CHELAN – The city council interviewed eight prospective candidates for the District 2 position vacated by Mayor-elect Erin McCardle during its regular bi-monthly meeting on Jan. 9. Following an executive session all but one council member selected former mayor Bob Goedde, whose term ended on Dec. 31, to fill the seat.
While Goedde brought the most administrative experience to the interview having served 12 years – including the last four – as mayor, the field of candidates who offered their services to a community they care about was both encouraging and appreciated by council members. Each candidate framed the decision to seek the council position through the lens of personal observation and business operation in the city.
Goedde stressed the need for the city to secure the most current institutional experience available to help the council meet the many challenges facing the modern tourist mecca it has become. Of those challenges, he named the Eastside Reservoir, housing, and traffic as priorities.
Goedde said the reservoir would provide added water to Apple Blossom Center, the airport, and a second line to Chelan Hills for both fires and water supply.
Regarding housing, Goedde referenced a meeting with the Chelan County Commissioners concerning 20 acres of property given to the county (“by Fish and Wildlife, I believe”) that Goedde would like to see the city acquire for building purposes.
As for traffic, “You all know what I’m going to say,” said Goedde, “That bridge (Woodin Avenue) needed to be two-way.” referring to the high numbers of cars coming one way into downtown and none able to use it outbound.
The other prospective candidates included:
A 2013 Chelan High School graduate and fourth generation resident, Allen manages operations and risk management for the Kelly Allen Agency. Allen said she wants to see more of the city’s younger generation return to live and work here.
“I want to focus on bringing Chelan locals back to Chelan,” said Allen. “Very few of my graduating class has come back.”
Allen identified the most pressing issues facing the city as jobs, the airport, and infrastructure.
The need for improved infrastructure is a topic Allen addressed with firsthand knowledge.
“We rent a city building down here,” said Allen, “and I can’t tell you how many times that sewer has backed into our bathroom.”
A fourth-generation farmer Collins is head winemaker for Fielding Hills Winery and operates a vineyard and consulting business.
“I want to be an active voice lor the continued growth and success of Chelan for all businesses and community members with a specific perspective on agriculture and agritourism, its constituents. and business needs,” said Collins, “I have two boys…and I want them to come back here and raise their families here.”
He identified affordable housing, airport expansion, and growth and expansion in the community as three urgent issues ahead.
A construction business owner who moved to Chelan in 2006, Dillon’s reason for running was a simple but familiar phrase.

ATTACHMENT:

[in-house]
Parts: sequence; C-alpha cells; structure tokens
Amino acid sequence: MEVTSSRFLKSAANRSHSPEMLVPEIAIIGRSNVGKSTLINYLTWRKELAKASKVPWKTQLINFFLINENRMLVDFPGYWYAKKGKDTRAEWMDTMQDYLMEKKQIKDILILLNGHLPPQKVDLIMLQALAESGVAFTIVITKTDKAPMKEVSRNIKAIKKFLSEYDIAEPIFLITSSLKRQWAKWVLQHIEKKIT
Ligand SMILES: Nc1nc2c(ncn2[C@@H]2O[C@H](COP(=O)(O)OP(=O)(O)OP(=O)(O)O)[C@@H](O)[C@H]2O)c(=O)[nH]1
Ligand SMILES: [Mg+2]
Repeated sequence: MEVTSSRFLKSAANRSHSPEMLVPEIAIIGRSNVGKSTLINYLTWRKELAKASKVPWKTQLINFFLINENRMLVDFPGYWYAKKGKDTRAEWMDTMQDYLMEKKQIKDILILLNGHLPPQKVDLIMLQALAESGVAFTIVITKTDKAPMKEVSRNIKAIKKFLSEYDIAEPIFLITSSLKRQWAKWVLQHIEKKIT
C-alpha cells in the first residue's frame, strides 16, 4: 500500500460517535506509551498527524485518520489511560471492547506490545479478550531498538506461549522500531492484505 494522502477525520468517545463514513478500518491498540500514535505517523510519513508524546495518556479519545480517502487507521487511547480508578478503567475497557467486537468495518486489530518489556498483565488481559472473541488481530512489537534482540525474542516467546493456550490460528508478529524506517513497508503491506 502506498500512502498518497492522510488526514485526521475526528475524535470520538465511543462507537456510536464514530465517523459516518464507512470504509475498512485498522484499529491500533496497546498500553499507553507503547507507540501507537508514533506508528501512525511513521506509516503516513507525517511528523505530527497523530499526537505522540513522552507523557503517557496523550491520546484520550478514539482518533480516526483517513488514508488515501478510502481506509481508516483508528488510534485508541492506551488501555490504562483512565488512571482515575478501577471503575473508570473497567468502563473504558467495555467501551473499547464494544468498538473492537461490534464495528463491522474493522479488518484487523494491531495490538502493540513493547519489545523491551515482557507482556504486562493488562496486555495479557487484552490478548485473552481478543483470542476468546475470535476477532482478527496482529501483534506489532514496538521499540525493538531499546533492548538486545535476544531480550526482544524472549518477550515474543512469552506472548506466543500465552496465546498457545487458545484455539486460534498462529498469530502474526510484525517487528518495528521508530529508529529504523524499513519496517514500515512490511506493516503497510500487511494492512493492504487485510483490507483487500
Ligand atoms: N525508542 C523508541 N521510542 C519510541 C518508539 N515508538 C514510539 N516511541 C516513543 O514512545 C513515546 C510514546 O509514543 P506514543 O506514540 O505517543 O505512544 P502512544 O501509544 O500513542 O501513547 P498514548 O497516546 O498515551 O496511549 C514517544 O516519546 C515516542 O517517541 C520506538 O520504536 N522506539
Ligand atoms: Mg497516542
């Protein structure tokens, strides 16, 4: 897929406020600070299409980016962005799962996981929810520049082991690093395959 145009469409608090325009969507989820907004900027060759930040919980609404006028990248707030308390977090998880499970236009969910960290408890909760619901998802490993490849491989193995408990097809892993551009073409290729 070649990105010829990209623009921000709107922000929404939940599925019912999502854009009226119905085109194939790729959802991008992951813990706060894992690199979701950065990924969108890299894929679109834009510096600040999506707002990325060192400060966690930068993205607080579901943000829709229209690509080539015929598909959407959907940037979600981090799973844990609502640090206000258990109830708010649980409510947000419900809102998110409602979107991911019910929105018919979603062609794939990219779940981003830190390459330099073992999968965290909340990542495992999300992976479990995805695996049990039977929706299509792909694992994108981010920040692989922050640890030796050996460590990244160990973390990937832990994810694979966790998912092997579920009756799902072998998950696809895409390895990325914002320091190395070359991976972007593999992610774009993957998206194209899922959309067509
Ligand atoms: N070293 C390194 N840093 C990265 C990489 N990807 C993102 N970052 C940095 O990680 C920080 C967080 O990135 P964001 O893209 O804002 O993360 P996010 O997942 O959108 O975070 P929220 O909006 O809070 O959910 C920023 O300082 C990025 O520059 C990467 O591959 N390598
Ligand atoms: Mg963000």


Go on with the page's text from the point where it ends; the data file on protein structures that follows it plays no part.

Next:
“You hear people discussing (complaining) and saying, ‘Someone should do something,’” said Dillon. “I want to do my part.”
Dillon singled out the number of developments being built, infrastructure, and the airport as the three most important pressing issues facing the city.
A five-year Chelan resident, Gogal and her husband own Deep Water Inn & Brunch Box and Chelan Valley Construction.
Gogal named affordable housing, support of small businesses, and tourism as the three principal issues facing Chelan.
Higley owns a skydiving and paragliding school at the airport and has been a Chelan resident since 2012. He has a five-year-old son and is a member of the Parks and Recreation Board for the past two years. He cited infrastructure, the aging park system, and better communications as his three hot-button city issues. Asked about the role the city plays in affordable housing, Higley cited his own experience.
“I had to buy property and then build campsites and put trailers on it so I could have affordable housing for my employees,” Higley said.
An unsuccessful mayoral candidate last fall, former council member Olson cited his experience as an asset to a council with three new members having no prior experience on that body.
“I have gained a wealth of experience and knowledge over the last eight years, and I would like to assist as the city continues to address its infrastructure shortcomings,” said Olson.
Olsen said housing and city utilities are two of the city’s most pressing issues. Olsen recalled when Mike Cooney was mayor (2015-2019) an informal survey taken at that time reflected a shortage of more than 300 homes.
“The previous four years before this last summer we had either a water or sewer failure every single year,” Olsen said.
Signorelli, a Chelan real estate broker and former hospital commissioner, identified water (East Side Reservoir), the airport, and affordable housing as key issues ahead. She also named a fourth, partnering, a term she heard Mayor Erin McCardle mention during her campaign,
“That’s what we need to do,” said Signorelli. “We need to partner with more of our organizations and more of our community and broader community.”
Mike Maltais: 360-333-8483 or firstname.lastname@example.org
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